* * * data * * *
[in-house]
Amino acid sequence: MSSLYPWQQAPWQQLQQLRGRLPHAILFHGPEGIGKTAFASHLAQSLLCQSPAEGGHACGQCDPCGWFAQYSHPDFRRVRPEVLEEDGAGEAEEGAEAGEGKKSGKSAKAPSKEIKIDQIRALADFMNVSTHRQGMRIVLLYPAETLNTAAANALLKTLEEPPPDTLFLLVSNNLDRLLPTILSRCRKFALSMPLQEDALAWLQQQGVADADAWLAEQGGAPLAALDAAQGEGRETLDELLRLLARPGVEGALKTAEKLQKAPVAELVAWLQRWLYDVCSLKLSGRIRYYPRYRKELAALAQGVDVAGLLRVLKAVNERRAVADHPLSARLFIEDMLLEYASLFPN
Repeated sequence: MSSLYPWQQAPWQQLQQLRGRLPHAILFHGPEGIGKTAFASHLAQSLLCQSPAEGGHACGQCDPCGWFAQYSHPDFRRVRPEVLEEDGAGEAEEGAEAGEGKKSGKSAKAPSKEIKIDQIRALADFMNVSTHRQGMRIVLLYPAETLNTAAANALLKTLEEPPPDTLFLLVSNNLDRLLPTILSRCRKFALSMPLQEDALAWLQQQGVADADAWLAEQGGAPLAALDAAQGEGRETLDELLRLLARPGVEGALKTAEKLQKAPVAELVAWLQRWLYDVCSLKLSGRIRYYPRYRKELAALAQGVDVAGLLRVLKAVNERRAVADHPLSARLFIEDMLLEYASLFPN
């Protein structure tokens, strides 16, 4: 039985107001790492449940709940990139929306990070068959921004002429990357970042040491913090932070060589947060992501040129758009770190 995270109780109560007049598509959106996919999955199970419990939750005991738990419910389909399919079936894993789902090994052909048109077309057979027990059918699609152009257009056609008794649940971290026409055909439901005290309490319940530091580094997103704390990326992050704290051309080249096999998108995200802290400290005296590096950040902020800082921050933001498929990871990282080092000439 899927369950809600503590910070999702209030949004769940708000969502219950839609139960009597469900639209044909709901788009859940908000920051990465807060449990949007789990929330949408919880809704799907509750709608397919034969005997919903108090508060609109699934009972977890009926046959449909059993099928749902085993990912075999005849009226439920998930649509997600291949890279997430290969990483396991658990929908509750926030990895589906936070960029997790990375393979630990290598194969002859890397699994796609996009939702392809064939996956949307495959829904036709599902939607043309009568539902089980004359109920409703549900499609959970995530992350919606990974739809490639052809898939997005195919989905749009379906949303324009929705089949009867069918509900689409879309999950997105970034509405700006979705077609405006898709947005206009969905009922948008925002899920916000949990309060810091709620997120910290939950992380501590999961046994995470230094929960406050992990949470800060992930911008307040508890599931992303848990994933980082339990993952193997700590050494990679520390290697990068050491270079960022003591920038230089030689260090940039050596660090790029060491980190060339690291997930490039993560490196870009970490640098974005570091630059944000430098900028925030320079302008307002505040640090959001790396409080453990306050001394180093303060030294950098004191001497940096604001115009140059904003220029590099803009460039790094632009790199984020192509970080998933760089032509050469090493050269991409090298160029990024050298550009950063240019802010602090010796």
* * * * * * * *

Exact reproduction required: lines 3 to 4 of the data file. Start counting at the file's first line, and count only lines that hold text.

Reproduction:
Repeated sequence: MSSLYPWQQAPWQQLQQLRGRLPHAILFHGPEGIGKTAFASHLAQSLLCQSPAEGGHACGQCDPCGWFAQYSHPDFRRVRPEVLEEDGAGEAEEGAEAGEGKKSGKSAKAPSKEIKIDQIRALADFMNVSTHRQGMRIVLLYPAETLNTAAANALLKTLEEPPPDTLFLLVSNNLDRLLPTILSRCRKFALSMPLQEDALAWLQQQGVADADAWLAEQGGAPLAALDAAQGEGRETLDELLRLLARPGVEGALKTAEKLQKAPVAELVAWLQRWLYDVCSLKLSGRIRYYPRYRKELAALAQGVDVAGLLRVLKAVNERRAVADHPLSARLFIEDMLLEYASLFPN
């Protein structure tokens, strides 16, 4: 039985107001790492449940709940990139929306990070068959921004002429990357970042040491913090932070060589947060992501040129758009770190 995270109780109560007049598509959106996919999955199970419990939750005991738990419910389909399919079936894993789902090994052909048109077309057979027990059918699609152009257009056609008794649940971290026409055909439901005290309490319940530091580094997103704390990326992050704290051309080249096999998108995200802290400290005296590096950040902020800082921050933001498929990871990282080092000439 899927369950809600503590910070999702209030949004769940708000969502219950839609139960009597469900639209044909709901788009859940908000920051990465807060449990949007789990929330949408919880809704799907509750709608397919034969005997919903108090508060609109699934009972977890009926046959449909059993099928749902085993990912075999005849009226439920998930649509997600291949890279997430290969990483396991658990929908509750926030990895589906936070960029997790990375393979630990290598194969002859890397699994796609996009939702392809064939996956949307495959829904036709599902939607043309009568539902089980004359109920409703549900499609959970995530992350919606990974739809490639052809898939997005195919989905749009379906949303324009929705089949009867069918509900689409879309999950997105970034509405700006979705077609405006898709947005206009969905009922948008925002899920916000949990309060810091709620997120910290939950992380501590999961046994995470230094929960406050992990949470800060992930911008307040508890599931992303848990994933980082339990993952193997700590050494990679520390290697990068050491270079960022003591920038230089030689260090940039050596660090790029060491980190060339690291997930490039993560490196870009970490640098974005570091630059944000430098900028925030320079302008307002505040640090959001790396409080453990306050001394180093303060030294950098004191001497940096604001115009140059904003220029590099803009460039790094632009790199984020192509970080998933760089032509050469090493050269991409090298160029990024050298550009950063240019802010602090010796």